In a dissenting opinion delivered in Hernández v. Mesa, No. 17-1678 (February 25, 2020), U.S. Supreme Court Associate Justice Ruth Bader Ginsburg quoted Restatement of the Law Third, The Foreign Relations Law of the United States § 402 and Restatement of the Law Second, Conflict of Laws § 145, Comment e.
That case arose when a U.S. Border Patrol agent shot a 15-year-old Mexican national running in a concrete culvert that separated the United States from Mexico, striking and killing him on Mexico’s land as he ran from the United States’ side of the border to Mexico’s side. His parents filed an action against the Border Patrol agent, alleging that the agent had violated their son’s Fourth and Fifth Amendment rights, and seeking damages under Bivens v. Six Unknown Fed. Narcotics Agents, 403 U.S. 388 (1971). The U.S. District Court for the Western District of Texas granted the defendant’s motion to dismiss, and the U.S. Court of Appeals for the Fifth Circuit affirmed twice.
In a five-to-four decision, the U.S. Supreme Court affirmed, holding that Bivens did not extend to the cross-border shooting, reasoning, among other things, that the petitioners’ Bivens claims arose under a new context and that there were numerous factors against allowing a Bivens recovery in this case.
Justice Ginsburg, with whom Associate Justice Stephen G. Breyer, Associate Justice Sonia Sotomayor, and Associate Justice Elena Kagan joined, argued, inter alia, that the sole issue in this action was whether “a Bivens remedy [was] available to noncitizens (here, the victim’s parents) when the U.S. officer acted stateside, but the impact of his alleged wrongdoing was suffered abroad,” and that the answer to that question was “yes.” In arguing that the petitioners’ action arose “in a setting kin to Bivens itself,” Justice Ginsburg explained that “the United States, as in Bivens, unquestionably [had] jurisdiction to prescribe law governing a Border Patrol agent’s conduct,” and that “prescriptive jurisdiction reache[d] ‘conduct that . . . [took] place within [U.S.] territory,’” quoting Restatement of the Law Third, The Foreign Relations Law of the United States § 402. She continued, quoting Restatement of the Law Second, Conflict of Laws § 145, Comment e, that “[t]he place of a rogue officer’s conduct ‘[had] peculiar significance’ to choice of the applicable law where, as here, ‘the primary purpose of the tort rule involved [was] to deter or punish misconduct.’”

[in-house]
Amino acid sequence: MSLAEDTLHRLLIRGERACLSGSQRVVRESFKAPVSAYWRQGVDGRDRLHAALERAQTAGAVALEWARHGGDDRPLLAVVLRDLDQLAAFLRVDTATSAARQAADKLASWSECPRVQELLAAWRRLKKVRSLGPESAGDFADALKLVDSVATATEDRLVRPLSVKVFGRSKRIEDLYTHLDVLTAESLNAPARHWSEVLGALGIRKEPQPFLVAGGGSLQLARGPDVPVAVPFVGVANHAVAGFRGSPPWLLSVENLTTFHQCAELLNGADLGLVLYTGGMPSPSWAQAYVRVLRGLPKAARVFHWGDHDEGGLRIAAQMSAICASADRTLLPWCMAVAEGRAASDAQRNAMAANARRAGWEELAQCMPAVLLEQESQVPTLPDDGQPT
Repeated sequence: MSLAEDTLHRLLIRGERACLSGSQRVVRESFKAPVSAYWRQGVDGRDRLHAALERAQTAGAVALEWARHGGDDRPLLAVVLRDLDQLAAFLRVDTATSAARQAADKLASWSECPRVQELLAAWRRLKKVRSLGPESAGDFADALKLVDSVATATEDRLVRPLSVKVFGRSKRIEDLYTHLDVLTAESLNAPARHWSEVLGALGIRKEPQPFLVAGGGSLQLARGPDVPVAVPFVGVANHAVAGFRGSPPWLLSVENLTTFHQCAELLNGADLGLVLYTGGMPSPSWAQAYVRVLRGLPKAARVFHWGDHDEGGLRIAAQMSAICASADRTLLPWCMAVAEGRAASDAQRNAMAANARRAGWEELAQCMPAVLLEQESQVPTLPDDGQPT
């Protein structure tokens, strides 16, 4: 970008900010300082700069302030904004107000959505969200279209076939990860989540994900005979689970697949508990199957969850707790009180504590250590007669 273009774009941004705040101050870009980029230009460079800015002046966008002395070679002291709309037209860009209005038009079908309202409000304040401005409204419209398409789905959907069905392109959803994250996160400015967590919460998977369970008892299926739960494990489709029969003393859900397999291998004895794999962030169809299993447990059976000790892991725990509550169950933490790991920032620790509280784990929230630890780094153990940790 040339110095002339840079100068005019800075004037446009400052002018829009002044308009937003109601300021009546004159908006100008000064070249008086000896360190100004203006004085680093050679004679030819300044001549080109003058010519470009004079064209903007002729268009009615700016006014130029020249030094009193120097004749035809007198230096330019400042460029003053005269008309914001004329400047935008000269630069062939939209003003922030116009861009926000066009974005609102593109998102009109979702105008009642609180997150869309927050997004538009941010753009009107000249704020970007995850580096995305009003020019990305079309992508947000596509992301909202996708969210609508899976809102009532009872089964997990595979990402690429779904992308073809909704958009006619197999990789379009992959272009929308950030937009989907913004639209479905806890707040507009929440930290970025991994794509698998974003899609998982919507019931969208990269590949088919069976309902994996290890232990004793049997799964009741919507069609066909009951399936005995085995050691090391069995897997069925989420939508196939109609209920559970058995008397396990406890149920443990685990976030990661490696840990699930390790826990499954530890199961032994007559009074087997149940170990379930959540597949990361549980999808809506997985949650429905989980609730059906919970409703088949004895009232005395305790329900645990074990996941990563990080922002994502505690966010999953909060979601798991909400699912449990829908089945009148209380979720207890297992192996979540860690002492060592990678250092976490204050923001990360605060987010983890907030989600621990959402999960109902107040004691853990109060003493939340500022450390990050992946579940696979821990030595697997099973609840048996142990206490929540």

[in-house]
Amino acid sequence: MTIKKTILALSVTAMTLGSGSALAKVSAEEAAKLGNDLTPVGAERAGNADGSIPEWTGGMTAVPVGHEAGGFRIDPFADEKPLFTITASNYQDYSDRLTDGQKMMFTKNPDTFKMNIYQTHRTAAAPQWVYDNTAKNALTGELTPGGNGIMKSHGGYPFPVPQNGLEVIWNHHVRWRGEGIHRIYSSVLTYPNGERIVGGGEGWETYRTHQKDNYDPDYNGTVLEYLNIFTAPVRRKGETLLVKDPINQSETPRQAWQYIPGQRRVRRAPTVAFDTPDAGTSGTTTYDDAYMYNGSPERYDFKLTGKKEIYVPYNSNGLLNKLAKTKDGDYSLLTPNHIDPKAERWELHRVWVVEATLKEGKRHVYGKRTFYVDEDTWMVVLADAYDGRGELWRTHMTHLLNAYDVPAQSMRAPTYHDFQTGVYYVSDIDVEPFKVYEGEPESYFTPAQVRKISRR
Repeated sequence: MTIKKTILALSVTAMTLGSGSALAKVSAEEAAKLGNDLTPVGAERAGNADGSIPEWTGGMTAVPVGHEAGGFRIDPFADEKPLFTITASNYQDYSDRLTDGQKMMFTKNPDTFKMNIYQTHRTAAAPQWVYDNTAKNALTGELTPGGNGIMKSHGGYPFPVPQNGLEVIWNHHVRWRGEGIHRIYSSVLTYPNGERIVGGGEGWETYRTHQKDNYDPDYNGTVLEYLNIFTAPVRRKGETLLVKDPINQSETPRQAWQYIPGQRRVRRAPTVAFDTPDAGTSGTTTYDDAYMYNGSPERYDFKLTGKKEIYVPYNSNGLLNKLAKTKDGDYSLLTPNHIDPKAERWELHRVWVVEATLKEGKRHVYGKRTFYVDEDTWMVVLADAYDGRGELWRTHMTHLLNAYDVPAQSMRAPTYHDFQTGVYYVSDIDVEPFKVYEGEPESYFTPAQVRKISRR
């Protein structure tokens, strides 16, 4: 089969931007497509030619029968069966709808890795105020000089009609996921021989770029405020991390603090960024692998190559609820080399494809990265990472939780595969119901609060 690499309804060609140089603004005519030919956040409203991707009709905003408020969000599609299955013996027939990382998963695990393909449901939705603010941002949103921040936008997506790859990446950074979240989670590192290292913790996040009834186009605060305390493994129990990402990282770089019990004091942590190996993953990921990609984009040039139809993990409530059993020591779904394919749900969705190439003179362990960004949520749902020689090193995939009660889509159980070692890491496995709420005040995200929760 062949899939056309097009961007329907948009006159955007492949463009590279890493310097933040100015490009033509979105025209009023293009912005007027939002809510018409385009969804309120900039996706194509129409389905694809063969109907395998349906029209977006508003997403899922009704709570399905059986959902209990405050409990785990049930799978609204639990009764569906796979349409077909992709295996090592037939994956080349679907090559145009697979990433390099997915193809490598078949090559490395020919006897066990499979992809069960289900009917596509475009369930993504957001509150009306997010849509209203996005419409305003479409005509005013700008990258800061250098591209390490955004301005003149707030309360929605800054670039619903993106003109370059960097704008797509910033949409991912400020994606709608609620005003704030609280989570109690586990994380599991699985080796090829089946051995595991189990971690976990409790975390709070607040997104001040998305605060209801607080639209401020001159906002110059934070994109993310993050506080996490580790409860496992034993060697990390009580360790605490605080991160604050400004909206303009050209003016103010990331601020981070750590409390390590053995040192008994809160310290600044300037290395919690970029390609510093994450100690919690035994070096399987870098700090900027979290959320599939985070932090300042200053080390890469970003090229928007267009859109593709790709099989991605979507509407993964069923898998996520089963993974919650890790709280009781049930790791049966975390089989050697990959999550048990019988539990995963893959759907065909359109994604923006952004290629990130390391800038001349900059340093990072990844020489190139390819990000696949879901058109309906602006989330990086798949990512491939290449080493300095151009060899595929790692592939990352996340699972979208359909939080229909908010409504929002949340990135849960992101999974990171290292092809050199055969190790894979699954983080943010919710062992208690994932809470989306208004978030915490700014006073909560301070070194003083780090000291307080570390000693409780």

Read the full opinion here.